Waldemar Bastos

Classics of My Soul

by Deanne Sole

1 February 2013

 
cover art

Waldemar Bastos

Classics of My Soul

(Enja)
US: 11 Sep 2012
UK: 4 Jun 2012

Born in Angola when it was still under Portuguese control, resident of Brazil for a while later in life, Waldemar Bastos sounds like an amalgam of all three places, rhythmic and and sad, the Brazilian sway, the Portuguese saudade, and the African nation, troubled but hanging on. His voice has been getting huskier since 1990 when he recorded “N’Gana”, the song that introduced him to the English-speaking world through Luaka Bop’s 1995 compilation Telling Stories to the Sea. Today’s voice is darker, a little harder, not so smooth, more lived-in, giving the suffering-soul side of him a more persuasive impact, and soul is the idea he’s pursuing on this Classics. He can pain-shout like a king but he saves up these shouts—he swings you first—then bam. The London Symphony gets wheeled in, a trumpet goes blurt, but the core of the album is the man and his guitar, very simple, very strong, a sustained feat of high-emotion singing.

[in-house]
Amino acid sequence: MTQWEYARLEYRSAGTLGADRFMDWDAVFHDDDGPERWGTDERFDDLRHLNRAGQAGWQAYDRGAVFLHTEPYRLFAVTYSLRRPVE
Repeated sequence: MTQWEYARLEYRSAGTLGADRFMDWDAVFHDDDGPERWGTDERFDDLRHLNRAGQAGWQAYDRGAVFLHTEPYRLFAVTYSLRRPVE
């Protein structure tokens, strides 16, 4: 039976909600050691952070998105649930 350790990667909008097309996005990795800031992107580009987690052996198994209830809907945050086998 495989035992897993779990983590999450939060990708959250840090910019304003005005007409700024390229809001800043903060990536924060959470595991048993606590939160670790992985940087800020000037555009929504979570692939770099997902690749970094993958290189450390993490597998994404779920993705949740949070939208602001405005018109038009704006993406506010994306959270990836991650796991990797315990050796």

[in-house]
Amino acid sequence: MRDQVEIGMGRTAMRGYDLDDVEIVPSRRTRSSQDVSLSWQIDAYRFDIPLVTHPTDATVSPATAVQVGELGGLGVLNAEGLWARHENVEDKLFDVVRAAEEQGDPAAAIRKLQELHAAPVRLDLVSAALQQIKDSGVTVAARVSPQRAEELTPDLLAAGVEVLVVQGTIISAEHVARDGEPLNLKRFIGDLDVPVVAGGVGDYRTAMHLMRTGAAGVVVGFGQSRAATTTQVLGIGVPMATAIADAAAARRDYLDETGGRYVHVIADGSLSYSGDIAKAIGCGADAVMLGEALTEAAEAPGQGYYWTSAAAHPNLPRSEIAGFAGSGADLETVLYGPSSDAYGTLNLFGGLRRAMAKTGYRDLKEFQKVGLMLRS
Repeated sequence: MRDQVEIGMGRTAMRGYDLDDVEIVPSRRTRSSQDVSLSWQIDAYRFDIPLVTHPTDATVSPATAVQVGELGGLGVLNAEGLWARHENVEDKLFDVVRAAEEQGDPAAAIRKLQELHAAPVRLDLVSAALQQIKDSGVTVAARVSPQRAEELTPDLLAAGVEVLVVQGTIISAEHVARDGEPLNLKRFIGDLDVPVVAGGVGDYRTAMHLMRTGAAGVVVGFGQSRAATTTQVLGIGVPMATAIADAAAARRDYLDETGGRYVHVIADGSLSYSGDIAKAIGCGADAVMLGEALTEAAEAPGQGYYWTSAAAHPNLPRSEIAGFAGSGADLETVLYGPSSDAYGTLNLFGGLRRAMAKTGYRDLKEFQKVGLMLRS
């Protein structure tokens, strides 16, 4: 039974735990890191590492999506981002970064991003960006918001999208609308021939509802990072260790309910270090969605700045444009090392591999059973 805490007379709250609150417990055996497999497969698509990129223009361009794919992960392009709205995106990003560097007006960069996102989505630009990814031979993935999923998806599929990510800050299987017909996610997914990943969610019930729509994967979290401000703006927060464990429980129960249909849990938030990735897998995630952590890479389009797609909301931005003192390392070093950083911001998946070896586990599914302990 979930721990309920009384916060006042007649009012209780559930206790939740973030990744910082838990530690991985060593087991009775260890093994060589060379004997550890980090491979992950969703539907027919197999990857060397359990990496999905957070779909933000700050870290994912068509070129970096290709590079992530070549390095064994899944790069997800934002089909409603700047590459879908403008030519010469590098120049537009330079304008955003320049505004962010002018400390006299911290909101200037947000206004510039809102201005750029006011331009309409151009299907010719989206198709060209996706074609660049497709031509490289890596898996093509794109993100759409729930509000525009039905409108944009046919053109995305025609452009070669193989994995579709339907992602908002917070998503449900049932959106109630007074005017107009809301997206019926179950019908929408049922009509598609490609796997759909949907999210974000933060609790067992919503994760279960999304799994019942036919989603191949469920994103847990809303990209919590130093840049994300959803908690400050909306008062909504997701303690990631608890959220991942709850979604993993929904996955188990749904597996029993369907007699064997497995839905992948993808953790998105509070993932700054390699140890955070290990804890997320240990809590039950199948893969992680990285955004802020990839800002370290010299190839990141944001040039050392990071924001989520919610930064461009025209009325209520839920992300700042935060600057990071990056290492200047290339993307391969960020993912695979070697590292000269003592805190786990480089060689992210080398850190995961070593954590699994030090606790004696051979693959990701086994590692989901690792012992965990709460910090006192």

Classics of My Soul

Rating:

//comments
//related
//Mixed media
//Blogs

Country Fried Rock: Drivin' N' Cryin' to Be Inducted into the Georgia Music Hall of Fame

// Sound Affects

""If Drivin' N' Cryin' sounded as good in the '80s as we do now, we could have been as big as Cinderella." -- Kevn Kinney

READ the article